Time Running Out on Nigeria's Promise to Box In Boko Haram

Boko Haram fighters
Nigerian soldiers hold up a Boko Haram flag that they had seized in the recently retaken town of Damasak, Nigeria, on March 18, 2015. Nigerian President Muhammadu Buhari has given his administration a deadline of six months to defeat the Boko Haram insurgency. That deadline comes at the end of December. Emmanuel Braun/Reuters

On October 14, during a meeting with General David Rodriguez, commander of U.S. Africa Command, Nigeria's President Muhammadu Buhari made an ambitious promise. Though only in the fifth month of his presidency, Buhari told his American guest that the insurgency waged by the Islamist militant group Boko Haram would be over by the end of the year. Now, as Buhari's self-imposed deadline approaches, can the man who was elected partly on his promise to defeat Boko Haram live up to his campaign pledge?

Boko Haram doesn't hold the territory it once did. Since February, the Nigerian army—backed by troops from Chad, Cameroon and Niger — has chased the militants from most of their strongholds. The group currently holds just a few small areas of the Sambisa Forest in the northeastern state of Borno. On October 28, Nigerian troops rescued 338 people—most of them women and children—from Boko Haram militants on the edge of the forest. More than a month earlier, a Nigerian military official said schools in Borno towns that Boko Haram had controlled were reopening. Some of those schools had been closed for more than two years.

Buhari's predecessor, Goodluck Jonathan, left office without having defeated the insurgency that plagued his presidency. During its six-year uprising, Boko Haram has killed over 20,000 people and displaced another 2.3 million civilians. The militant group became a particular focus of attention around the world in April 2014, when it kidnapped 276 schoolgirls from the remote town of Chibok, in Borno. Two hundred and nineteen of the girls remain missing. At the beginning of the year, five months before Jonathan handed over power in a rare peaceful transition, Boko Haram held about 19,000 square miles of territory in Nigeria's northeast, an area roughly the size of Belgium.

"Boko Haram's emergence and continuation is in large part rooted in weak governance and widespread corruption that have undermined key institutions in Nigeria, including the armed forces," says Elizabeth Donnelly, assistant head of the Africa Program at Chatham House, a London-based independent policy institute . Local media reports, Donnelly says, claimed that some soldiers in the northeast, where Boko Haram is most active, were not paid, and that senior officers and officials allegedly pocketed the cash. The corruption monitoring group Transparency International, headquartered in Berlin, gave Nigeria's military a grade E—the lowest being F—in its 2014 Government Defence Anti-Corruption Index. In his inauguration speech in May, Buhari vowed to stamp out his country's "pervasive corruption" and improve the country's armed forces.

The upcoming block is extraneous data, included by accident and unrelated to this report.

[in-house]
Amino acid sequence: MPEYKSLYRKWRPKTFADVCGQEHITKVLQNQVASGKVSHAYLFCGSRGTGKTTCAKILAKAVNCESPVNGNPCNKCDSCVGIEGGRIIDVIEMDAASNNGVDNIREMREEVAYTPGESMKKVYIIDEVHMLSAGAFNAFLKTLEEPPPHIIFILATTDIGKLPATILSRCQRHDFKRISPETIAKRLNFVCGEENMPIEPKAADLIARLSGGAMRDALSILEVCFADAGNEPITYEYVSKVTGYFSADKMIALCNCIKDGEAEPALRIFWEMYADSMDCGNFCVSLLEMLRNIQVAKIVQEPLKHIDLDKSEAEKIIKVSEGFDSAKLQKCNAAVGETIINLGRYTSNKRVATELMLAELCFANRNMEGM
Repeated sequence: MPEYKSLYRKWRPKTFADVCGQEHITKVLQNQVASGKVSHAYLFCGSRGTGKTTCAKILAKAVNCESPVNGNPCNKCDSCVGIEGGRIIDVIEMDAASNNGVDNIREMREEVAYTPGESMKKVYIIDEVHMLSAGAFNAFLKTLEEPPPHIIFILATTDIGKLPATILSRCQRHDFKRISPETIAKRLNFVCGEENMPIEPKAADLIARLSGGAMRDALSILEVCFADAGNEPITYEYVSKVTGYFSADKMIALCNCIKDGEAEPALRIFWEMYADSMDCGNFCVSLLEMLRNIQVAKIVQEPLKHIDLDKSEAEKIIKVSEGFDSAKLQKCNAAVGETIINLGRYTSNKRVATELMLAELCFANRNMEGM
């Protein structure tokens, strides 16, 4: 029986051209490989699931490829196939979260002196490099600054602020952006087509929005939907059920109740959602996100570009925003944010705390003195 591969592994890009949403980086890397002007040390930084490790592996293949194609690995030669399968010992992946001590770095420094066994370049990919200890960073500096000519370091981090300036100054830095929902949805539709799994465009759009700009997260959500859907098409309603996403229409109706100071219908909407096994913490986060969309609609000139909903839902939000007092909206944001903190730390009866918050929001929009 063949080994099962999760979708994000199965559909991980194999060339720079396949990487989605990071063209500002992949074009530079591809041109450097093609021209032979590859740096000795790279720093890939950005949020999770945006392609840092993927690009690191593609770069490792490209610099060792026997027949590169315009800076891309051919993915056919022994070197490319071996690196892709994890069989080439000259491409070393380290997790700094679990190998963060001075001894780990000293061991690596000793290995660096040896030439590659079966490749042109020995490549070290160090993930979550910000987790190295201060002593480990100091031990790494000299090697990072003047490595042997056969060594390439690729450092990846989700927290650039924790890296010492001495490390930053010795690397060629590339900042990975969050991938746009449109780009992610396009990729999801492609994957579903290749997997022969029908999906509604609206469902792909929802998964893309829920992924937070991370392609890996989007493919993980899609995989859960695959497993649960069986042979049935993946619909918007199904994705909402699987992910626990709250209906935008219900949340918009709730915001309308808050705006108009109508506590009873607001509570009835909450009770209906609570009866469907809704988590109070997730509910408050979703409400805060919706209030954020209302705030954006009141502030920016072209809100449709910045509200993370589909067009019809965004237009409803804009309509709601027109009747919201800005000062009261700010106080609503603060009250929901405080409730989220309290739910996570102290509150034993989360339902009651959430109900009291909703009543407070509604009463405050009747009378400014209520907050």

"Buhari has undertaken to reorganize and re-equip the military, something he knows how to do, given his background," says Donnelly. "Abuses by the armed forces have reportedly declined and morale improved—that is an important success."

But that doesn't mean Boko Haram is no longer a serious threat to Nigeria—and the region. Since Buhari took office, the group has killed more than 1,000 people, even though it has lost so much territory. " Boko Haram does what it always does in these situations: When it comes under pressure , it adapts to survive," Donnelly says. "Hence, there has been an increase in suicide bombings, raids and opportunistic attacks."

With just over a month to go for Buhari to make good on his promise, Boko Haram shows no signs of going away. The group is believed to have carried out deadly bombings throughout October in Nigeria and the neighboring countries of Niger, Chad and Cameroon. Donnelly says the attacks on Nigeria's neighbors are partly in retaliation for the three countries helping Nigeria to combat Boko Haram.

"Complete eradication of Boko Haram by the end of 2015 is not possible," Donnelly says. "This crisis, this extremist insurgency, was years in the making. Stopping Boko Haram-related violence entirely is not realistic within the space of a few months."

To do that, experts say, the government needs to address many of the social and economic problems in the country's north. In July, Buhari announced that the World Bank planned to invest $2.1 billion in Nigeria's northeast. Buhari said the loan should be spent on rebuilding infrastructure in that region and resettling its internally displaced people. That part of Nigeria has always been one of the country's poorest, a factor that both drove some people to join Boko Haram and allowed the group to seize territory there. The planned investment, Donnelly says, is the kind of sustainable solution needed to finally end the violence caused by the militants.